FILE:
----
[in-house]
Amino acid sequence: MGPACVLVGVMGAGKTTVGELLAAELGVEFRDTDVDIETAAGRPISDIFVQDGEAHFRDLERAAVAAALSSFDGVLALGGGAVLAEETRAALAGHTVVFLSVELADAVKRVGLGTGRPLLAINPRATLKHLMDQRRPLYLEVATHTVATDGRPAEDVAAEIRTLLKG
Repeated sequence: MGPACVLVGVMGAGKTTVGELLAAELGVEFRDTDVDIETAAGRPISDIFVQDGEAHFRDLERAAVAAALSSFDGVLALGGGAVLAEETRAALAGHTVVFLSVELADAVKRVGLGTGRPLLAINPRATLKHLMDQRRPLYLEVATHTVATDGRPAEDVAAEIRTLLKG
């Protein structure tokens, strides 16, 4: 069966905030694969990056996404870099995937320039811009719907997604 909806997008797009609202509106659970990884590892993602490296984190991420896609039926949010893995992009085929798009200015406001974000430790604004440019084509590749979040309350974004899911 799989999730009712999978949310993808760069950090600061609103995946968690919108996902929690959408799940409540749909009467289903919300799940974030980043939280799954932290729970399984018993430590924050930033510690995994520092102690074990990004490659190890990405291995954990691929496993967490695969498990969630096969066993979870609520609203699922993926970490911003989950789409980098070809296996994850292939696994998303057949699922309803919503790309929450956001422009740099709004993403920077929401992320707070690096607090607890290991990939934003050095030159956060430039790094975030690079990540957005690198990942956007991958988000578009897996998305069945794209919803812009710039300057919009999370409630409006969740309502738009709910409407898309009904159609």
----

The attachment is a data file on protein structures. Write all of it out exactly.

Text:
[in-house]
Amino acid sequence: MGPACVLVGVMGAGKTTVGELLAAELGVEFRDTDVDIETAAGRPISDIFVQDGEAHFRDLERAAVAAALSSFDGVLALGGGAVLAEETRAALAGHTVVFLSVELADAVKRVGLGTGRPLLAINPRATLKHLMDQRRPLYLEVATHTVATDGRPAEDVAAEIRTLLKG
Repeated sequence: MGPACVLVGVMGAGKTTVGELLAAELGVEFRDTDVDIETAAGRPISDIFVQDGEAHFRDLERAAVAAALSSFDGVLALGGGAVLAEETRAALAGHTVVFLSVELADAVKRVGLGTGRPLLAINPRATLKHLMDQRRPLYLEVATHTVATDGRPAEDVAAEIRTLLKG
């Protein structure tokens, strides 16, 4: 069966905030694969990056996404870099995937320039811009719907997604 909806997008797009609202509106659970990884590892993602490296984190991420896609039926949010893995992009085929798009200015406001974000430790604004440019084509590749979040309350974004899911 799989999730009712999978949310993808760069950090600061609103995946968690919108996902929690959408799940409540749909009467289903919300799940974030980043939280799954932290729970399984018993430590924050930033510690995994520092102690074990990004490659190890990405291995954990691929496993967490695969498990969630096969066993979870609520609203699922993926970490911003989950789409980098070809296996994850292939696994998303057949699922309803919503790309929450956001422009740099709004993403920077929401992320707070690096607090607890290991990939934003050095030159956060430039790094975030690079990540957005690198990942956007991958988000578009897996998305069945794209919803812009710039300057919009999370409630409006969740309502738009709910409407898309009904159609």